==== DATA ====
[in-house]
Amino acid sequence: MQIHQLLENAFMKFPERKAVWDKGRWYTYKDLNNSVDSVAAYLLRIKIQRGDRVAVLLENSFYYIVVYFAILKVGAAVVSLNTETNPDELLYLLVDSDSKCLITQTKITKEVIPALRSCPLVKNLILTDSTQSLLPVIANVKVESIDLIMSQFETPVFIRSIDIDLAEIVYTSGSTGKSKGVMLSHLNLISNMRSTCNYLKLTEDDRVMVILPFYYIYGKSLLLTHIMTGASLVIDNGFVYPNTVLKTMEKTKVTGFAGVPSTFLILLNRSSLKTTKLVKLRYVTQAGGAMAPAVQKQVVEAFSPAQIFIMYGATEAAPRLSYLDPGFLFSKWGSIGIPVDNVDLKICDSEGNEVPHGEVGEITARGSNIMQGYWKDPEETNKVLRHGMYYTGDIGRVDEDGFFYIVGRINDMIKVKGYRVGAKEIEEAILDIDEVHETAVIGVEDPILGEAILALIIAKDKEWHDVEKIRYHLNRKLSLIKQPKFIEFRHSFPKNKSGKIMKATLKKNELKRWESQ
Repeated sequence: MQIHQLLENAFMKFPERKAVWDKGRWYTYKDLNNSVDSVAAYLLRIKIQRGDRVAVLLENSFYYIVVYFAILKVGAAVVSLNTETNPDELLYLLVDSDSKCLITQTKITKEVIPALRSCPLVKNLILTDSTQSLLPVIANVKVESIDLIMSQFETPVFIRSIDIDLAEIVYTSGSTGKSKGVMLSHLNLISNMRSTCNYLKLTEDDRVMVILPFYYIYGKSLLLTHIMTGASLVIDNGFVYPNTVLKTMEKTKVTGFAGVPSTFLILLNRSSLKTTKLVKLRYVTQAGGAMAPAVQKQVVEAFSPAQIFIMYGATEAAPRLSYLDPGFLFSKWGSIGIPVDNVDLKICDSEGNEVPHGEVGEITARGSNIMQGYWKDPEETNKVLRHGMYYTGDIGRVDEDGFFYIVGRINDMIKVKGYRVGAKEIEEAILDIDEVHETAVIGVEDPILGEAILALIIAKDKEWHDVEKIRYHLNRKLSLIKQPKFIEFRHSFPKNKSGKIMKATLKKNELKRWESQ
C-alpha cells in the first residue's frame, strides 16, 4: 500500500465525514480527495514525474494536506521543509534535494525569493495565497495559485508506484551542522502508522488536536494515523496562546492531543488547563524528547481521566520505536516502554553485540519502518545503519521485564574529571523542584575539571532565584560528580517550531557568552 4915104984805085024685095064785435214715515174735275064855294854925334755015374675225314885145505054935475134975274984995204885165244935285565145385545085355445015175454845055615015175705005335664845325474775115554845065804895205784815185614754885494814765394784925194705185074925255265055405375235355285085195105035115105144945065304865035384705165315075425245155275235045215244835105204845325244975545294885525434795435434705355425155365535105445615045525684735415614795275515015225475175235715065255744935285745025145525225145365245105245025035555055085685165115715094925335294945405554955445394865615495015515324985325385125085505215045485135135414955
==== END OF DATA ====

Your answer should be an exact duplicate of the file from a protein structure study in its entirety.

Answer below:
[in-house]
Amino acid sequence: MQIHQLLENAFMKFPERKAVWDKGRWYTYKDLNNSVDSVAAYLLRIKIQRGDRVAVLLENSFYYIVVYFAILKVGAAVVSLNTETNPDELLYLLVDSDSKCLITQTKITKEVIPALRSCPLVKNLILTDSTQSLLPVIANVKVESIDLIMSQFETPVFIRSIDIDLAEIVYTSGSTGKSKGVMLSHLNLISNMRSTCNYLKLTEDDRVMVILPFYYIYGKSLLLTHIMTGASLVIDNGFVYPNTVLKTMEKTKVTGFAGVPSTFLILLNRSSLKTTKLVKLRYVTQAGGAMAPAVQKQVVEAFSPAQIFIMYGATEAAPRLSYLDPGFLFSKWGSIGIPVDNVDLKICDSEGNEVPHGEVGEITARGSNIMQGYWKDPEETNKVLRHGMYYTGDIGRVDEDGFFYIVGRINDMIKVKGYRVGAKEIEEAILDIDEVHETAVIGVEDPILGEAILALIIAKDKEWHDVEKIRYHLNRKLSLIKQPKFIEFRHSFPKNKSGKIMKATLKKNELKRWESQ
Repeated sequence: MQIHQLLENAFMKFPERKAVWDKGRWYTYKDLNNSVDSVAAYLLRIKIQRGDRVAVLLENSFYYIVVYFAILKVGAAVVSLNTETNPDELLYLLVDSDSKCLITQTKITKEVIPALRSCPLVKNLILTDSTQSLLPVIANVKVESIDLIMSQFETPVFIRSIDIDLAEIVYTSGSTGKSKGVMLSHLNLISNMRSTCNYLKLTEDDRVMVILPFYYIYGKSLLLTHIMTGASLVIDNGFVYPNTVLKTMEKTKVTGFAGVPSTFLILLNRSSLKTTKLVKLRYVTQAGGAMAPAVQKQVVEAFSPAQIFIMYGATEAAPRLSYLDPGFLFSKWGSIGIPVDNVDLKICDSEGNEVPHGEVGEITARGSNIMQGYWKDPEETNKVLRHGMYYTGDIGRVDEDGFFYIVGRINDMIKVKGYRVGAKEIEEAILDIDEVHETAVIGVEDPILGEAILALIIAKDKEWHDVEKIRYHLNRKLSLIKQPKFIEFRHSFPKNKSGKIMKATLKKNELKRWESQ
C-alpha cells in the first residue's frame, strides 16, 4: 500500500465525514480527495514525474494536506521543509534535494525569493495565497495559485508506484551542522502508522488536536494515523496562546492531543488547563524528547481521566520505536516502554553485540519502518545503519521485564574529571523542584575539571532565584560528580517550531557568552 4915104984805085024685095064785435214715515174735275064855294854925334755015374675225314885145505054935475134975274984995204885165244935285565145385545085355445015175454845055615015175705005335664845325474775115554845065804895205784815185614754885494814765394784925194705185074925255265055405375235355285085195105035115105144945065304865035384705165315075425245155275235045215244835105204845325244975545294885525434795435434705355425155365535105445615045525684735415614795275515015225475175235715065255744935285745025145525225145365245105245025035555055085685165115715094925335294945405554955445394865615495015515324985325385125085505215045485135135414955